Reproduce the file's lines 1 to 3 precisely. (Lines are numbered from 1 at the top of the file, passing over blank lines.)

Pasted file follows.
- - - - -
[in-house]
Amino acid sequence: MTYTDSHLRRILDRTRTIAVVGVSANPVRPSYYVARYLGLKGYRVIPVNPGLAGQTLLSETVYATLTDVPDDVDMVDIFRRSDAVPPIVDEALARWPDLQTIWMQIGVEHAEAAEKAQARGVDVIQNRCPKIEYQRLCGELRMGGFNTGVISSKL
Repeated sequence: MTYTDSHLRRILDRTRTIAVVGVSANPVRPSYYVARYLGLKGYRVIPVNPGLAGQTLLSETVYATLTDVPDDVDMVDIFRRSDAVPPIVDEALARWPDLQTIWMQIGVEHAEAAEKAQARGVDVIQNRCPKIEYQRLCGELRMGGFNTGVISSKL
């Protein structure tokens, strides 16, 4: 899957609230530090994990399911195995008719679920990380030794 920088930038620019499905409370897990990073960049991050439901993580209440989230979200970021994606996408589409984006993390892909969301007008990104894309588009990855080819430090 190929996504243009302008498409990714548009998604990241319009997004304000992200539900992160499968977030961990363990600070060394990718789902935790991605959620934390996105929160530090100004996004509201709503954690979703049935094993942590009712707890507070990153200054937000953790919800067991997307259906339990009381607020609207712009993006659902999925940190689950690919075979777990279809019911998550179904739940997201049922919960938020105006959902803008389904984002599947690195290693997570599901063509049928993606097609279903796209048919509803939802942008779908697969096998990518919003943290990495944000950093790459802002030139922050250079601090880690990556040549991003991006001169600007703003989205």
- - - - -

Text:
[in-house]
Amino acid sequence: MTYTDSHLRRILDRTRTIAVVGVSANPVRPSYYVARYLGLKGYRVIPVNPGLAGQTLLSETVYATLTDVPDDVDMVDIFRRSDAVPPIVDEALARWPDLQTIWMQIGVEHAEAAEKAQARGVDVIQNRCPKIEYQRLCGELRMGGFNTGVISSKL
Repeated sequence: MTYTDSHLRRILDRTRTIAVVGVSANPVRPSYYVARYLGLKGYRVIPVNPGLAGQTLLSETVYATLTDVPDDVDMVDIFRRSDAVPPIVDEALARWPDLQTIWMQIGVEHAEAAEKAQARGVDVIQNRCPKIEYQRLCGELRMGGFNTGVISSKL